Saturday, June 2, 2012
Adventures in Cambodia: Episode #1
Adventures in Cambodia—Episode #1: Don’t Teach Them to Punch
*Quick contextual note - I spent a good deal of time at an orphanage while in Cambodia. These experiences relate to my experiences with those incredible children.*
I like mixed martial arts. In my opinion, no other sport quite grasps the contest of skill, careful technique, and willpower like two guys trying to make sure they aren't the one that ends up a broken, bloody mess on the ground at the end of the contest.
So, naturally, when I saw the orphan kids in Cambodia drop into a Muay Thai stance and begin throwing air punches and kicks, I had to join in.
My first order of business was to carefully correct their stances, showing them how to shift their hips to get the most power from a punch—literally. It was like my own little martial arts school. Thirty-some-odd children crouched in position on burning hot pavement in ninety-percent humidity, throwing, slowly at first, then at full speed, punches with practiced technique.
Memo to self: When surrounded by roughly thirty orphan kids, don't let even one show you how hard they can hit.
I made that mistake my first day in Cambodia. It started with one punch. Then the pack mentality kicked in. After all, nobody likes to feel left out! Kids from four to eighteen decided they needed to show me how strong they were, how well they’d internalized my lesson. Sweet and innocent little girls pounced like pumas, viciously pummeling my abs while the older boys did their best to make my arms go numb.
I smiled. I took it. I mean, I’d volunteered for this. I couldn't complain. Of course, that was when I thought it was a one-time occurrence. I hadn't realized all the kids would take to the behavior as some special novelty and decide it would make an excellent greeting and a funny action to do in passing for the duration of my stay.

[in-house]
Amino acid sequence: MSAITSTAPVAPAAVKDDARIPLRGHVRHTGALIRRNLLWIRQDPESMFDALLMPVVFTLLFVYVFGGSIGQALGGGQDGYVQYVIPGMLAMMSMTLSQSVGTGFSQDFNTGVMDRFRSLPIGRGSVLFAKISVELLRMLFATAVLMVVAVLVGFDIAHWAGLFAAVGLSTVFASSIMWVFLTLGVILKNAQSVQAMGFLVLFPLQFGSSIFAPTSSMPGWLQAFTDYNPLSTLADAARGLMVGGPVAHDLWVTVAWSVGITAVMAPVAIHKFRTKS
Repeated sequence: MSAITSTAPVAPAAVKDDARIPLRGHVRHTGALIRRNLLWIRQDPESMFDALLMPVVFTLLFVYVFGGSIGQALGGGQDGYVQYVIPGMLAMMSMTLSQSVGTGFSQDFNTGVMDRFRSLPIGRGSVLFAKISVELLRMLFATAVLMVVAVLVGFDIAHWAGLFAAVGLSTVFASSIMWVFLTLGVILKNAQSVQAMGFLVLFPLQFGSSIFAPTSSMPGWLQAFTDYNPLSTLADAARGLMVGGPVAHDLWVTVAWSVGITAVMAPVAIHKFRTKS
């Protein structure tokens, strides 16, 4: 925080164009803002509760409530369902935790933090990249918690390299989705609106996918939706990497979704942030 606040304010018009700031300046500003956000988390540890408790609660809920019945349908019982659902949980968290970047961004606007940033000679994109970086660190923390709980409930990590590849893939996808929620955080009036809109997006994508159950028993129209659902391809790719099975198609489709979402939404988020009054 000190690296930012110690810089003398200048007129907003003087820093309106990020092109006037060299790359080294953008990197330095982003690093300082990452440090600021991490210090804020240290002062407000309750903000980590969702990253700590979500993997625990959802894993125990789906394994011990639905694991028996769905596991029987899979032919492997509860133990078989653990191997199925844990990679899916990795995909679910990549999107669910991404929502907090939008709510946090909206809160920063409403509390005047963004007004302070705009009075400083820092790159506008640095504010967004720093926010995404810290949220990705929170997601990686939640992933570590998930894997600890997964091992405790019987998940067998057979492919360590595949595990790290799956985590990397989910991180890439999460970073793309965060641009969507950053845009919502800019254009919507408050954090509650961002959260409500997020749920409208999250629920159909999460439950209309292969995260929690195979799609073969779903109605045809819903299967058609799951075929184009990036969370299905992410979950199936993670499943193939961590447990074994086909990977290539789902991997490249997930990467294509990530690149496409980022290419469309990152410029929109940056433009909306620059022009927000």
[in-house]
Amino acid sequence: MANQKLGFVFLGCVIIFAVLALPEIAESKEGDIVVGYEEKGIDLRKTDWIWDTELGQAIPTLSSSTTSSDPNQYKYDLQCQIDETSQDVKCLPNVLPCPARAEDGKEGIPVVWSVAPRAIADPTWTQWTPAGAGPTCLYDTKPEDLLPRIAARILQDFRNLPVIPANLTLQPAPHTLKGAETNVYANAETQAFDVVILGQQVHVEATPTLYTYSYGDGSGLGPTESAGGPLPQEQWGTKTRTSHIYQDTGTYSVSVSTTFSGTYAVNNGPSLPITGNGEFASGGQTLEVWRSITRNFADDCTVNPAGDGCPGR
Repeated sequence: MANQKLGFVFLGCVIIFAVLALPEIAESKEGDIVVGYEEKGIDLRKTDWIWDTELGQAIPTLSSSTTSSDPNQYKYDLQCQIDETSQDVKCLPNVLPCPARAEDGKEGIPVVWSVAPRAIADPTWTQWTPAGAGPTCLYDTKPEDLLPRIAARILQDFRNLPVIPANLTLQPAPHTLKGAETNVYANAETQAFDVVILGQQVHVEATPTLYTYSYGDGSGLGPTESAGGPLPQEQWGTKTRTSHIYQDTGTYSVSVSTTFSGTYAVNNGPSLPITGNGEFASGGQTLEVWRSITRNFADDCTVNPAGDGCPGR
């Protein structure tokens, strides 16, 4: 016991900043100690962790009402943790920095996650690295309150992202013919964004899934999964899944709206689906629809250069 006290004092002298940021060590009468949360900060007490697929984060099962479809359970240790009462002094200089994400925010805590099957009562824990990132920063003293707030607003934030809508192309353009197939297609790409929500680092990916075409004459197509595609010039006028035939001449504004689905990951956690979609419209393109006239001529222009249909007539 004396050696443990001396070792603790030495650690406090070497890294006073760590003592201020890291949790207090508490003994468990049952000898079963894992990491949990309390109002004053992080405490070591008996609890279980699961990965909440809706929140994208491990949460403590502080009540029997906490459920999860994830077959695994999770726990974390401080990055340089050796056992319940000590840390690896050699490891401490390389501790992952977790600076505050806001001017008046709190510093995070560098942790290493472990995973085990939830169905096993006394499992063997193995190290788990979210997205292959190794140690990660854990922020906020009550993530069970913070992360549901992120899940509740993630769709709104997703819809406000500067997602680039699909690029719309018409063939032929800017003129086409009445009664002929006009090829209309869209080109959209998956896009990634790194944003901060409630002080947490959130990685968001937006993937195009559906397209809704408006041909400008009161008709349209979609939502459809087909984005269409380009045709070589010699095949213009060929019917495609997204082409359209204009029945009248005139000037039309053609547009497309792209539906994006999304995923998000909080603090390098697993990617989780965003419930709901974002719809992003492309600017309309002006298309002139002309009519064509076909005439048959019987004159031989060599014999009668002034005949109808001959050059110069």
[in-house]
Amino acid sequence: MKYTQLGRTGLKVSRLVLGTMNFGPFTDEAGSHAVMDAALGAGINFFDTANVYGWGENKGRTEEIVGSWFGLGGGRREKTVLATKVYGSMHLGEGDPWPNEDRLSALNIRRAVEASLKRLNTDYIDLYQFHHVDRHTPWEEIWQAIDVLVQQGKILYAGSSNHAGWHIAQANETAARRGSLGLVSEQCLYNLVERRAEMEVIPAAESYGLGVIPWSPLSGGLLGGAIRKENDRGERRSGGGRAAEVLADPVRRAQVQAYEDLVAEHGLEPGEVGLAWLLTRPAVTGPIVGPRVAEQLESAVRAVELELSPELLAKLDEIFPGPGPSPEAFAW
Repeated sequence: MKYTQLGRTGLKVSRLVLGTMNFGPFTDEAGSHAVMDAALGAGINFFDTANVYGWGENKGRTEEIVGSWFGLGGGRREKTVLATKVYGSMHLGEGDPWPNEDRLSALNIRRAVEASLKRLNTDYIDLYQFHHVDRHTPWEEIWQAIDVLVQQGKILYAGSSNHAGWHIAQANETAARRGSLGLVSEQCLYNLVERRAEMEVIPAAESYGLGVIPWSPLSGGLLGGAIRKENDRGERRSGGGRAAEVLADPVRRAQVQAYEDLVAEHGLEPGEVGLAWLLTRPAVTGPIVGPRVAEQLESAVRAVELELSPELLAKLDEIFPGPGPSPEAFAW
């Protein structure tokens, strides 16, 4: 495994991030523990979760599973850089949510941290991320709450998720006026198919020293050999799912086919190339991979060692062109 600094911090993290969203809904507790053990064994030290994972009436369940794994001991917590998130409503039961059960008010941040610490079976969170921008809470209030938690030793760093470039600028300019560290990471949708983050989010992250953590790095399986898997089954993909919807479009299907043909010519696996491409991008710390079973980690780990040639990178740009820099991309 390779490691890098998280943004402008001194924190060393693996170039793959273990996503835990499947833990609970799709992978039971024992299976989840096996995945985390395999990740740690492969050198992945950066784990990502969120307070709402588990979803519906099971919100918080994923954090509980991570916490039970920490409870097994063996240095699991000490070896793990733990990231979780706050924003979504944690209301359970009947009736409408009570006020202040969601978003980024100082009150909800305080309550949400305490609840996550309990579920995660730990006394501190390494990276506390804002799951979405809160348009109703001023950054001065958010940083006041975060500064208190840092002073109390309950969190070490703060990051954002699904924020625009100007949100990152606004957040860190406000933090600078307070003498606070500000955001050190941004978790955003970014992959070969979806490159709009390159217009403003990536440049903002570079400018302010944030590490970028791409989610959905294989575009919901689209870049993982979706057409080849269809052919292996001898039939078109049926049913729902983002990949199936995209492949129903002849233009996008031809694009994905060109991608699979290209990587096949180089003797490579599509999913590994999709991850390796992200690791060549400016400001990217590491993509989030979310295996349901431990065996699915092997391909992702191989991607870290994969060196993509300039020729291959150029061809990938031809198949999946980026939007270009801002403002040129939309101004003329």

Well, the cat was out of the bag, as the saying goes. Might as well embrace it! I smiled and flexed and let them wail away at me, never admitting just how hard some of the older boys could hit. After all, these kids don’t live a sedentary life, stuck inside playing X-Box all day or staring at computer screen. They work to help support the orphanage. Every muscle in their bodies gets regular use. The muscles I dedicate to working out they use with practical application. For them, it’s not one hour in a gym. It’s a life-style. And even though they are by no means big, they’re definitely in shape.
So the kids obviously had some knowledge of Muay Thai, our little session proved as much. Well, they also had an enthusiasm for WWE style wrestling which became apparent in their mock fights, announcer, ref and all. But much to my dismay they had absolutely no knowledge of Jiu Jitsu, my favorite discipline. That just wouldn't do.
Step in teacher Brandon.
Memo to self #2: Don't teach kids how to do a proper choke hold... Let alone three or four styles of chokes along with arm bars and other bone breaking, ligament tearing moves.
Given new bodily harm knowledge, I'd suddenly created several dozen young assassins anxious to test their new-found abilities at every turn.
Oh no... What have I done?
What doesn't kill you makes you stronger, or so I’ve heard. I guess I'll be impervious to pain now. I can’t complain about that!
But it wasn’t my pain that caused me to worry. Naturally the kids had to test their skills on one another. Suddenly I found myself running around, stopping ten year olds from breaking arms and making each other pass out.
Congratulations Brandon, you volunteered for a full time job of saving little kids from serious bodily harm. What happens when you leave? Probably should have thought that through…
I say all this as if I might go back and change what I'd done. Like I’d go back and approached the situation differently. But truthfully, I probably wouldn't. As painful and tiring as I made things for myself (and ignoring the potential dangers of my lessons), these experiences are MY special connection with a bunch of incredible kids. With such a special group of individuals, there is nothing I'd rather have than my own trademark interaction to be remembered by. Even if it ends with a few bruises.
Memo to self #3: In the future, when in the company of a bunch of kids—be they orphans or local youth—bring a ball or teach a musical instrument or something. :-)